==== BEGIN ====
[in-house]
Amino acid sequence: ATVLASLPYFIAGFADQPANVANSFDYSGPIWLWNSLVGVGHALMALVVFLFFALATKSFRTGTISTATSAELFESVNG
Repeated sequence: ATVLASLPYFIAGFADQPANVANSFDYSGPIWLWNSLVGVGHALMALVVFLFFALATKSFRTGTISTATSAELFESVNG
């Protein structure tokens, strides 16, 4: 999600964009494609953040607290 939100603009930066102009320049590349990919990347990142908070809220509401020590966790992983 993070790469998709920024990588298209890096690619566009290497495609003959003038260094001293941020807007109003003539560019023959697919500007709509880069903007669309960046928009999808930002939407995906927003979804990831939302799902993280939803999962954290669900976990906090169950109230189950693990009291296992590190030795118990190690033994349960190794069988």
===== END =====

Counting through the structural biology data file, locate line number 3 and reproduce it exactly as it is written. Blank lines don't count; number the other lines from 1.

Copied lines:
Repeated sequence: ATVLASLPYFIAGFADQPANVANSFDYSGPIWLWNSLVGVGHALMALVVFLFFALATKSFRTGTISTATSAELFESVNG